I Killed A Newspaper

Back in the mid-1980s, I read an article by Alex Heard in the Sunday magazine supplement of Washington Post that introduced me to the concept of “hathos,” that icky, creepy, combo of hatred and pathos that compels us to consume popular culture that horrifies us in vaguely embarrassing, borderline nauseating ways. Marcia and I use the word all the time, and I’m somewhat surprised that it has not come into wider usage, since it seems the perfect way to describe how most readers consume pathetic contemporary idiot celebrity culture of the Kardashian-Miley-Bieber-Snooky variety.

I avoid that crap like the plague, but I will admit to one hathotic obsession: since being driven off of the Albany Times Union blog portal back in the Fall of 2010, I have regularly returned there like a dog to vomit, feeling pity for friends who still play in that cat turd-infested sandbox, but also relishing its steady collapse into a black hole of bilious reader comments, irritatingly invasive advertisements, extreme religio-political screeds, and vapid pop-fashion-style commentary. It’s so bad, but I just can’t look away, lest I miss the point when it goes supernova, destroying an entire region’s news management system in the process.

I was reminded today, though, that the target of my hathos does exact a human toll, when I read a post at the Times Union by an online friend and fine human being, Roger Green, entitled Seven Years Since Times Union Employees Last Had a Raise. As an unpaid community blogger, Roger ponders his complicity in this unfortunate situation — which, I think, is actually even worse that he notes, because many Times Union employees have not only missed raises, but have instead been laid off, during that seven-year period. It would certainly seem that professional journalists are viewed as less valuable to the newspaper on a return-on-investment basis than the infrastructure that supports these free blogs, which have expanded apace for the past seven years.

I had pondered these points, too, in some articles I wrote at the Times Union back in 2009 and 2010, so I commented on Roger’s post, while also noting that in my own experience, community bloggers can be treated just as badly as paid staff, if management was poked hard enough. Here’s my comment (lightly edited), with links to related older articles:

I don’t believe in regret, conceptually, since all that we are is all that we were . . . but if I was prone to wishing the past were different, then my participation in the Times Union (TU) blog portal is definitely one of the things that I would undo, since I think we all have unequivocally played a role in the diminution and ultimately destruction of daily newspapers, at the expense of the trained journalists who work for them.

At one of the very first TU Community Blogger gatherings, the one at St. Rose, I expressed my concern to the panel that we were all engaged in the act of killing newspapers, and got a brush off from the TU representative on the panel. I wrote two pieces about this phenomenon while still actively contributing to the TU, one in 2009, and one in 2010. Links to them follow:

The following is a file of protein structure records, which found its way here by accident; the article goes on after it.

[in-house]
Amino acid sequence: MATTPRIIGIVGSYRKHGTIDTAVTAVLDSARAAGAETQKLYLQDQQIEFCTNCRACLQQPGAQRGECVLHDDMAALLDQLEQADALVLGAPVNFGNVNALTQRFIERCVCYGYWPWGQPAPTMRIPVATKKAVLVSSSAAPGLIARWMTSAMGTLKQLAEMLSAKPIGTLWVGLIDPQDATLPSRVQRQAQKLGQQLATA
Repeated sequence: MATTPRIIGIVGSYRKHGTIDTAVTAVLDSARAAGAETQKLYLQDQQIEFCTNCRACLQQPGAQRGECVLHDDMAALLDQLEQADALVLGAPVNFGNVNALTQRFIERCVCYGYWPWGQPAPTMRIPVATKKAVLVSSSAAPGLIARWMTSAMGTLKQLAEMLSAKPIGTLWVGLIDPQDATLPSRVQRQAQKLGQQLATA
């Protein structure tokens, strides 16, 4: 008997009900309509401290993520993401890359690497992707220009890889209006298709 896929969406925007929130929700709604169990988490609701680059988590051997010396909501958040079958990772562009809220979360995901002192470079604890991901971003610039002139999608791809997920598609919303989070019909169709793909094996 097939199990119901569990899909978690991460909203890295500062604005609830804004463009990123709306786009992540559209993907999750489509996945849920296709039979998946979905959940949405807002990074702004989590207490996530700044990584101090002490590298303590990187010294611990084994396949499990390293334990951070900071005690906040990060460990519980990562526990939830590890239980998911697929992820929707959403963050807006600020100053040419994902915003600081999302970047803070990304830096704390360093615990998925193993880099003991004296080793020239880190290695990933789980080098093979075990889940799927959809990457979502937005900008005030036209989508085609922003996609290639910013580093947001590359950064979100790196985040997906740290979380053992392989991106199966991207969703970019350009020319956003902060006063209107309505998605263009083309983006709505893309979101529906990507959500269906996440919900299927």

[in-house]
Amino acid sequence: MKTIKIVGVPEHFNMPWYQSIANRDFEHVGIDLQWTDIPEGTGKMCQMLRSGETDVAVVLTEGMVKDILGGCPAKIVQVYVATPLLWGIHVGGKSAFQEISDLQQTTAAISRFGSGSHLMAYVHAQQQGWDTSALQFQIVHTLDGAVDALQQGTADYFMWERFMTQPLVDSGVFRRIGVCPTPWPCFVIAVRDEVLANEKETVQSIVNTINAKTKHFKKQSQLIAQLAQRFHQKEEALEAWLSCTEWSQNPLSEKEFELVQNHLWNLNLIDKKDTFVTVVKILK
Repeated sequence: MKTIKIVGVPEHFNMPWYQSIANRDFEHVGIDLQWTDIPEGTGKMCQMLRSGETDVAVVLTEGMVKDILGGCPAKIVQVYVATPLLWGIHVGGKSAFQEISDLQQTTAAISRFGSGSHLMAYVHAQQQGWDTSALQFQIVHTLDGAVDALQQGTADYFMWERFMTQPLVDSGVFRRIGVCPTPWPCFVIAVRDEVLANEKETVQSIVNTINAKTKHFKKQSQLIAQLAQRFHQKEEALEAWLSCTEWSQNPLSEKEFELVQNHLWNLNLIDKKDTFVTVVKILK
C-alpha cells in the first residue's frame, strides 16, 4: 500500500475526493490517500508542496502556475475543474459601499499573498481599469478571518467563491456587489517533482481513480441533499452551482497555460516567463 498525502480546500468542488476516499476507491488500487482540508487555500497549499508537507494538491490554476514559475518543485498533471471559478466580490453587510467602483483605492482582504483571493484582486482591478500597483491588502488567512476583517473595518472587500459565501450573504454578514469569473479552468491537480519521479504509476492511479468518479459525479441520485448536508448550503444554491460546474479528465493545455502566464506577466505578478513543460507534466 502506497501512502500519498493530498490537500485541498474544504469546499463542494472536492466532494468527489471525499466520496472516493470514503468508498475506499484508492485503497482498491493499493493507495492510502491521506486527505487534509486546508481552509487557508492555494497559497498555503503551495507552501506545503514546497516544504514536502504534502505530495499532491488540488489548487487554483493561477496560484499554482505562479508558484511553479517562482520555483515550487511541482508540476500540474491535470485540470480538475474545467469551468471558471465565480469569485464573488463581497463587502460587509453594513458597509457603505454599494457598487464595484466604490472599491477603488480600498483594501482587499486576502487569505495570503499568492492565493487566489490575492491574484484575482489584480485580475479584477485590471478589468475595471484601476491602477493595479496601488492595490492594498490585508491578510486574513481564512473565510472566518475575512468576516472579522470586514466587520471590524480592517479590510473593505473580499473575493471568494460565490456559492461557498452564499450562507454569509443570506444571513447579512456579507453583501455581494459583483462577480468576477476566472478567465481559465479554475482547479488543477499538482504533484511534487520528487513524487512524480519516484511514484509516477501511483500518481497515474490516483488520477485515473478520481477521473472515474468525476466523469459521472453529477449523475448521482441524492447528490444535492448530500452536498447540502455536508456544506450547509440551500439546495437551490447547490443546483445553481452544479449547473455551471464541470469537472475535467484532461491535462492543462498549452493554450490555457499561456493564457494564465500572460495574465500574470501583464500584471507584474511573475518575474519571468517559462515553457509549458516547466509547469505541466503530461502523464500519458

The Newspaper Junkie Speaks (March 2009)

The Newspaper Junkie Speaks (Again) (April 2010)

I left when I realized just how mercenary and mercantile supposed former friends and members of this “community” were after political advertising popped up on my page. I asked that it be removed (perhaps unreasonably), then I deleted my blog when my request was not accommodated . . . only to watch the TU staff put most of it back, just deleting the anti-TU posts that explained why I left. It’s all still on their website, held hostage, because I apparently signed away all rights to everything when I agreed to blog there. All of you have done that, too. Here’s my thoughts on that:

Good Riddance to the Times Union (September 21, 2010)

I generally don’t talk about this any more, because it’s easy for people to point at me and say, “Well, yeah, sour grapes” . . . but the treatment of in-house career journalists and volunteer bloggers is truly loathsome at the TU.

So, yes, I believe 100% that you and me and all of the other bloggers here, past and present, bear some responsibility for the maltreatment of the TU staff, because we undercut the value of their work as writers, and we continue to provide advertising revenue to the paper’s management every time we arrive at the portal and click on a link.

I’m doing it right now, yes, I know. I accept that responsibility and feel bad about it. I’m glad to see at least one current blogger here considering the issue, too, and hope others reflect on this as well.

Of course, when you leave, all of your words and pictures will be held hostage, too, and will continue to feed the advertising monster . . . so it may be too late for any of it to matter, honestly.

I killed a newspaper in Albany, I’m sorry to say, as part of a self-aggrandizing gang of online egotists who effectively destroyed a centuries-old professional sector in our home community in a matter of months. I originally set up Indie Albany (the predecessor to this website), as a reaction to this sin, a place to “do no harm” for creative folks who just wanted to share their writing online, free from advertising pressures and without rendering our journalistic friends irrelevant. It was nice, in theory, but of course it really didn’t make a difference, and I let that sort of ideological bent go when I replaced Indie Albany with Indie Moines in 2011.

Since moving to Iowa, I’ve watched our once-esteemed daily Register rapidly go down a similar path to the Times Union, once the 2012 Iowa Caucuses were over and the political staff were scattered to the winds. Huge swaths of the paper now are just reprints of USA Today articles, providing nice economies for corporate parent Gannett, I suppose. I cancelled my subscription there in late 2012, which means I’m playing a part in killing a newspaper in Iowa, just as I did in New York.